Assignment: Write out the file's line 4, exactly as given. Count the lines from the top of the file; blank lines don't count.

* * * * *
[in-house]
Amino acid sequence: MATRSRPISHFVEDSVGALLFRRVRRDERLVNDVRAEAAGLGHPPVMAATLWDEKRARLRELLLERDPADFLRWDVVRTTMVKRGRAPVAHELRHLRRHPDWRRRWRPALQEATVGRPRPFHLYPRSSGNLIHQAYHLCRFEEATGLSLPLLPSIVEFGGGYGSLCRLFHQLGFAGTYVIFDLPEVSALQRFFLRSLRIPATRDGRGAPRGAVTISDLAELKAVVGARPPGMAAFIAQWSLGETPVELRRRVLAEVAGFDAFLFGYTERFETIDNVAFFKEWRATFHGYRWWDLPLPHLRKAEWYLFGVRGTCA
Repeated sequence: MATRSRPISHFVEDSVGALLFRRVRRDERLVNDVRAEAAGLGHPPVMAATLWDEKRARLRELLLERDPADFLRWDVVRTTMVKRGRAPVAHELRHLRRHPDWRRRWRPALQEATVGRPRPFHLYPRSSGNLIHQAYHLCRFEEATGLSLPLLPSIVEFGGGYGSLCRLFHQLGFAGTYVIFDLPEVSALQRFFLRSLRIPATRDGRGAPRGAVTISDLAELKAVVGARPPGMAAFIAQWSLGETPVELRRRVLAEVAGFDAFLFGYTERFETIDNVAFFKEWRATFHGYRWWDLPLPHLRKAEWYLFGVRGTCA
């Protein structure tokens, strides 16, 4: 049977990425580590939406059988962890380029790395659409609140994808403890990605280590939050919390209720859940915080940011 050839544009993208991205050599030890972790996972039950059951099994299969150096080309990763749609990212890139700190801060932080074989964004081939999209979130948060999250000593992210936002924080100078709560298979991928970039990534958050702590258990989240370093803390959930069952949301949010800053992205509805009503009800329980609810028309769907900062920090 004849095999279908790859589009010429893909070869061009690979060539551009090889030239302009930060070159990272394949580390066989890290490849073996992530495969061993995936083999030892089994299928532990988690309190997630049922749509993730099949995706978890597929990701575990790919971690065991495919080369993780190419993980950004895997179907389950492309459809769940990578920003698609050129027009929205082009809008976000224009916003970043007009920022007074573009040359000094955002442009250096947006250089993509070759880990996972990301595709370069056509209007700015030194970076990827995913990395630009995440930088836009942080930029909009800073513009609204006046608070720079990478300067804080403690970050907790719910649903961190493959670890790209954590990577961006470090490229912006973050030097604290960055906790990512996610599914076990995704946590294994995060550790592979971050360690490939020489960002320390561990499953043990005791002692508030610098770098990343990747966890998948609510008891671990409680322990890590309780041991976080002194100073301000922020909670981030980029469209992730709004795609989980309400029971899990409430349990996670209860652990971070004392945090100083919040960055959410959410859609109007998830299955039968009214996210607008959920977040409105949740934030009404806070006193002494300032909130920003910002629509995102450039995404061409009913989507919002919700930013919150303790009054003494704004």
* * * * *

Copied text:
């Protein structure tokens, strides 16, 4: 049977990425580590939406059988962890380029790395659409609140994808403890990605280590939050919390209720859940915080940011 050839544009993208991205050599030890972790996972039950059951099994299969150096080309990763749609990212890139700190801060932080074989964004081939999209979130948060999250000593992210936002924080100078709560298979991928970039990534958050702590258990989240370093803390959930069952949301949010800053992205509805009503009800329980609810028309769907900062920090 004849095999279908790859589009010429893909070869061009690979060539551009090889030239302009930060070159990272394949580390066989890290490849073996992530495969061993995936083999030892089994299928532990988690309190997630049922749509993730099949995706978890597929990701575990790919971690065991495919080369993780190419993980950004895997179907389950492309459809769940990578920003698609050129027009929205082009809008976000224009916003970043007009920022007074573009040359000094955002442009250096947006250089993509070759880990996972990301595709370069056509209007700015030194970076990827995913990395630009995440930088836009942080930029909009800073513009609204006046608070720079990478300067804080403690970050907790719910649903961190493959670890790209954590990577961006470090490229912006973050030097604290960055906790990512996610599914076990995704946590294994995060550790592979971050360690490939020489960002320390561990499953043990005791002692508030610098770098990343990747966890998948609510008891671990409680322990890590309780041991976080002194100073301000922020909670981030980029469209992730709004795609989980309400029971899990409430349990996670209860652990971070004392945090100083919040960055959410959410859609109007998830299955039968009214996210607008959920977040409105949740934030009404806070006193002494300032909130920003910002629509995102450039995404061409009913989507919002919700930013919150303790009054003494704004």